Artists who never jumped on the gangsta bandwagon point the finger at the boardroom. They accuse major labels of strip-mining the music, playing up its sensationalist aspects for easy sales. "In rock you have metal, alternative, emo, soft rock, pop-rock, you have all these different strains," says Q-Tip, front man for the defunct A Tribe Called Quest. "And there are different strains of hip-hop, but record companies aren't set up to sell these different strains. They aren't set up to do anything more of a mature sort of hip-hop."

Of course, gangsta rap isn't a record-company invention. Indeed, hip-hop's two most celebrated icons, Shakur and Notorious B.I.G., embraced the sort of lyrical content that today has opened hip-hop to criticism. And the music companies, under a.ssault from file-sharing and other alternative distribution channels, are hardly in a position to do R&D. "When I first signed to Tommy Boy, [the A&R person] would take us to different shows and to art museums," says Q-Tip. "There was real mentorship. Today that's largely absent, and we see the results in the music and in the aesthetic." That result is a stale product, defined by cable channels like BET, now owned by Viacom, which seems to consist primarily of gun worship and underdressed women.

During the past decade, record labels have outsourced the business of kingmaking to other artists. Established stars Dr. Dre and Eminem brought 50 Cent to Interscope. Jay-Z founded his own label, cut a distribution deal and began developing his own roster. But most established artists do little development. That leaves the possibility that hip-hop is following the same path that soul and R&B traveled when they descended into disco, which died quickly.

No longer able to peddle sensation, rap's moguls are switching tactics. Simmons, while still something of a hip-hop ambassador, is hawking a new self-help book. Master P, whose estimated worth was once $661 million, watched his label, No Limit, sink into bankruptcy. He recently announced the formation of Take a Stand Records, a label catering to "clean" hip-hop music. "Personally, I have profited millions of dollars through explicit rap lyrics," Master P stated on his website. "I can honestly say that I was once part of the problem, and now it's time to be part of the solution."

Chris Lighty, CEO of Violator Entertainment, whose clients include 50 Cent and Busta Rhymes, is looking at ways that record companies can work with artists in one area where rappers have been innovative: endorsement and branding. Whether it's 50 Cent owning a stake in Vitamin Water or Jay-Z doing a commercial for HP, most of these deals have been brokered by the artists' own camp. But Lighty sees in hip-hop a chance for record labels to generate more sponsorship and endorsements. "Record companies are going to have to make even better records and participate in brand extension. It's the only way they can survive," says Lighty. "We need to change the format, and this is the only way. 50 Cent is a brand. Jay-Z is a brand."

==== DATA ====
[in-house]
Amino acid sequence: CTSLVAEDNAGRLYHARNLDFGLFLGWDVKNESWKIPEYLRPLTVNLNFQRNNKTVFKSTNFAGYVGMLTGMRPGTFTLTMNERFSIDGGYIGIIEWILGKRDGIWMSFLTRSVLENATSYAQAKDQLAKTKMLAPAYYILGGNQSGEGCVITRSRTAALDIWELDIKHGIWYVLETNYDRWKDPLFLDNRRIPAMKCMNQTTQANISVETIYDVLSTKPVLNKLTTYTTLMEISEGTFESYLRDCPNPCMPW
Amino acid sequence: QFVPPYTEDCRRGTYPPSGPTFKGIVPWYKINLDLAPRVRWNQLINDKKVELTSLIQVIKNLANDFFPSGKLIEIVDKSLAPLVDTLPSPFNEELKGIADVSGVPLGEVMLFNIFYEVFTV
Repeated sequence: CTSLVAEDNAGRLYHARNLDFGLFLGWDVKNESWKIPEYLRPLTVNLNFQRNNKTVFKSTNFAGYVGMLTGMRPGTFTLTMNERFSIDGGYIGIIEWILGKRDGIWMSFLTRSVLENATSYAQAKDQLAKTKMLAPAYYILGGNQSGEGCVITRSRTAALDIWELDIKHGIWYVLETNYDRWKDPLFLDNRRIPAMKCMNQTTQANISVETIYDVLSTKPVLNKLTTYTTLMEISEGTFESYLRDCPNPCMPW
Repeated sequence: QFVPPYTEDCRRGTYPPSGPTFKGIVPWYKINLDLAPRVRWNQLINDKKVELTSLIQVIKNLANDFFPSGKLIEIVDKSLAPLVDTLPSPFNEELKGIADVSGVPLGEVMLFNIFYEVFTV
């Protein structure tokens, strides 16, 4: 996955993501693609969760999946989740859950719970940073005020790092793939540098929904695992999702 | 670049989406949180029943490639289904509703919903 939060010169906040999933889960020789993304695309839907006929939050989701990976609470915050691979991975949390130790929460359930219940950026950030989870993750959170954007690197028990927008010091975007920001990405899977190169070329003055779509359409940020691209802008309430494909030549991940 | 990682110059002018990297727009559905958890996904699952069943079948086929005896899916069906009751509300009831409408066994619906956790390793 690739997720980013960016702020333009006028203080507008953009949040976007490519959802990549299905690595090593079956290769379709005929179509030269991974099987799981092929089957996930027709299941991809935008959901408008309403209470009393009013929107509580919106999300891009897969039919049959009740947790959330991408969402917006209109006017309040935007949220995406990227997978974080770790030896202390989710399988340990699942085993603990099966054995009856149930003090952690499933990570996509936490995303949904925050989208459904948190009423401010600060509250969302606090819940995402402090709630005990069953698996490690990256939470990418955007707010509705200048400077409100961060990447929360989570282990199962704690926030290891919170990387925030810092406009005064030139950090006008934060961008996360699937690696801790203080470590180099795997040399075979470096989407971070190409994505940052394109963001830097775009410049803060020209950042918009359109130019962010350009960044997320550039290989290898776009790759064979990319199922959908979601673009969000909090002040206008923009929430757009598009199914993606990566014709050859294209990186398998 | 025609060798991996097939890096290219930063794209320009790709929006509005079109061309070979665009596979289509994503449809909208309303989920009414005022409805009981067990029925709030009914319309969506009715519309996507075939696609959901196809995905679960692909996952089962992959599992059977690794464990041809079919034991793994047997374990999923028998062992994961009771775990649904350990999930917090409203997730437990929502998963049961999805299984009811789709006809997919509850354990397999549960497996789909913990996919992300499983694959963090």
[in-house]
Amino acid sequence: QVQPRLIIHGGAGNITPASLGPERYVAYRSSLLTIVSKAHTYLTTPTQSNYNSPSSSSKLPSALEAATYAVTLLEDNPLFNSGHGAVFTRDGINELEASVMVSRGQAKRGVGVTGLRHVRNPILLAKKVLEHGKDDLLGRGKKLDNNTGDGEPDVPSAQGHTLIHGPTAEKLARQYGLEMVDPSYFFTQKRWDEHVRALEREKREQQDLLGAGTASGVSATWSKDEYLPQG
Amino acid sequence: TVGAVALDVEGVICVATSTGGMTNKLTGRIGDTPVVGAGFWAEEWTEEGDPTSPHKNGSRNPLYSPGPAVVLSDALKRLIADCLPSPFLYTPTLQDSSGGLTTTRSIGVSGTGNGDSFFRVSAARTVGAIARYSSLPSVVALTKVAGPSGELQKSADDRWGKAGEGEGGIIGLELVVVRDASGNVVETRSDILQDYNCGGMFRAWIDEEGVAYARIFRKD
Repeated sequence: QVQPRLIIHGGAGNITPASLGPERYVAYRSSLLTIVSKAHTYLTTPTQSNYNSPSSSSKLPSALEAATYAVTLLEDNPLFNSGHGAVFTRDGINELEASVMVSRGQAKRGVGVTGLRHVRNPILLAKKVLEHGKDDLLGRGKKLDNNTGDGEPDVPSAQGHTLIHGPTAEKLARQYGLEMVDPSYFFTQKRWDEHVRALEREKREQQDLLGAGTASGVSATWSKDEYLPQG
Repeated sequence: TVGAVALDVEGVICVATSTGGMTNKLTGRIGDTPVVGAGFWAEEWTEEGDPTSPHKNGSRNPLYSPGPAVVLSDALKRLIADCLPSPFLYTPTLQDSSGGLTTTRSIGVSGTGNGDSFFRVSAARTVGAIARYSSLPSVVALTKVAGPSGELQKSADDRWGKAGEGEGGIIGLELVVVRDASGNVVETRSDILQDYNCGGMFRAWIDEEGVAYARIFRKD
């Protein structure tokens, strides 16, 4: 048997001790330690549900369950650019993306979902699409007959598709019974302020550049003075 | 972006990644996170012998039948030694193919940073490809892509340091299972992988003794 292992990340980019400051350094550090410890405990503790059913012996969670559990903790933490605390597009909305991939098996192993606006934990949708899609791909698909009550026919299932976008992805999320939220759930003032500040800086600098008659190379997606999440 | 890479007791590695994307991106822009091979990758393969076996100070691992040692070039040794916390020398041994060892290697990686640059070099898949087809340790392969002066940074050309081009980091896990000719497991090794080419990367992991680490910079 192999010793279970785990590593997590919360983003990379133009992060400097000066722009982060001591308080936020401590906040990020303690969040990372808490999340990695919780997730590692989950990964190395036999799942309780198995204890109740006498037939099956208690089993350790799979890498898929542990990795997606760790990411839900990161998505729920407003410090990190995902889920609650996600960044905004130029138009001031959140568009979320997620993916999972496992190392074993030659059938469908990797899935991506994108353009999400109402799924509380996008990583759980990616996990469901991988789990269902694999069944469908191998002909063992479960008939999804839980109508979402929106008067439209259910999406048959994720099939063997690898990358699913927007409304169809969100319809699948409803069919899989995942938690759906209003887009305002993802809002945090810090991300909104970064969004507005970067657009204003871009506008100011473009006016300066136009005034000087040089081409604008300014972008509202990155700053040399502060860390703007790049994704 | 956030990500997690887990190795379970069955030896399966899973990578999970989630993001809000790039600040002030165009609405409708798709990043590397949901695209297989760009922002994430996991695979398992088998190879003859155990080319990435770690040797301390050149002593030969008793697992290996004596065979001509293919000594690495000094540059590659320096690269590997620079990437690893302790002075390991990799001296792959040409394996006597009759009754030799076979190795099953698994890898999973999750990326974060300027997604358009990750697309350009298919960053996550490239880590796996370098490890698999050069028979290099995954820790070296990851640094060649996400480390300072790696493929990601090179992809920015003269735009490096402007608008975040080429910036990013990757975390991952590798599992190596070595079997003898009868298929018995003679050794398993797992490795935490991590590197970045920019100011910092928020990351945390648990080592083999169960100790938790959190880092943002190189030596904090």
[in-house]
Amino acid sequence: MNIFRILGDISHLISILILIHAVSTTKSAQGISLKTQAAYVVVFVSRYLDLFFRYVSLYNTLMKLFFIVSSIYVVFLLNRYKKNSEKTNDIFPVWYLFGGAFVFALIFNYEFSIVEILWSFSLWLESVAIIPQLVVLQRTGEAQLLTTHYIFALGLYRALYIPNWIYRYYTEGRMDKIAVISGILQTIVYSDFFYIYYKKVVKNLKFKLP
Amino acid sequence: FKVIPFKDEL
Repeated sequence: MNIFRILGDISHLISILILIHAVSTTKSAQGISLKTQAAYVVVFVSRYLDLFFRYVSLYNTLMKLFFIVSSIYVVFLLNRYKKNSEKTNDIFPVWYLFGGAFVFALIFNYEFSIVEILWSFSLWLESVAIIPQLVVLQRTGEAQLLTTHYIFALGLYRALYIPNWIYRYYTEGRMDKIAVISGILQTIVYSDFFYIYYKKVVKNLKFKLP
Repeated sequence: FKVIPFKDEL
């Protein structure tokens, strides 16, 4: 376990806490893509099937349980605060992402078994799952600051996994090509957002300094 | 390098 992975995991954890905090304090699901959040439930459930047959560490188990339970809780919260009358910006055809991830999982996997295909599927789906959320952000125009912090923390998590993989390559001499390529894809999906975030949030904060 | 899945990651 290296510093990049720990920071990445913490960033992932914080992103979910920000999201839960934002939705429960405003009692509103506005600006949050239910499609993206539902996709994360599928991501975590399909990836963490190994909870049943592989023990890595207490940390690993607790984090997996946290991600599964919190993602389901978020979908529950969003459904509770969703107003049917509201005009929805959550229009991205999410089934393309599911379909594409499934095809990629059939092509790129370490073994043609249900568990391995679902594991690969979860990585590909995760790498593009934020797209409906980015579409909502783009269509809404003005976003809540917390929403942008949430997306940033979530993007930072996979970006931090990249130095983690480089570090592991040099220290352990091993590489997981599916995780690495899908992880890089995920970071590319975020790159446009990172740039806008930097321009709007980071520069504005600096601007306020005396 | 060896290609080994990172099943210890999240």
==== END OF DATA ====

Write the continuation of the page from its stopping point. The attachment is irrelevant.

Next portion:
But the current hubbub over indecency poses a direct challenge to that brand strength, as the artist Akon recently discovered. While performing in Trinidad, Akon was videotaped dancing suggestively with a fan who was later revealed to be only 14. The video attracted the ire of conservatives like Bill O'Reilly. In the wake of the controversy, Akon's tour sponsor, Verizon, removed all ringtones featuring his work and retracted its sponsorship. The message was clear: Hip-hop needs a new and improved product.

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109 comments for "Aug 21 - Hip-Hop Sales Collapsing: "They can no longer fool the white kids.""

 10 years ago '04        #2
MochaWhitey 10 heat pts10
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Hip-hop needs a new and improved product.

Don't worry Graduation comes out on sept. 11
 10 years ago '04        #3
hugeneious 
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it aint even about hip hop no more, todays music is basically "ringtones music". aka jingles 2000.
 10 years ago '07        #4
KeithHernandez 7 heat pts
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about fu*kin time!

corporate sponsors are funny tho. they throw money at artists they don't listen to, simply because of chart position and sales numbers.. and then they get mad and cut off ties with said artists when they get in the papers for doing sh*t they said they did in their music to begin with!
 08-21-2007, 12:04 PM         #5
dipsetgrl022 
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I stopped wastin' money on CD's a long time ago becuz artist r hella inconsistent nowadayz..they'll drop 2 good singles..then the rest of the CD will b garbage..so I get it bootleg or download it..and if I'ma big fan I'll cop it..but dats rare...
 10 years ago '06        #6
SuppaSlick 3 heat pts
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*Yawn*

I don't care if the sales drop to not one plat album in a year, because hip-hop will not die, maybe commercially, but I hardly mess with that anyways...
 10 years ago '05        #7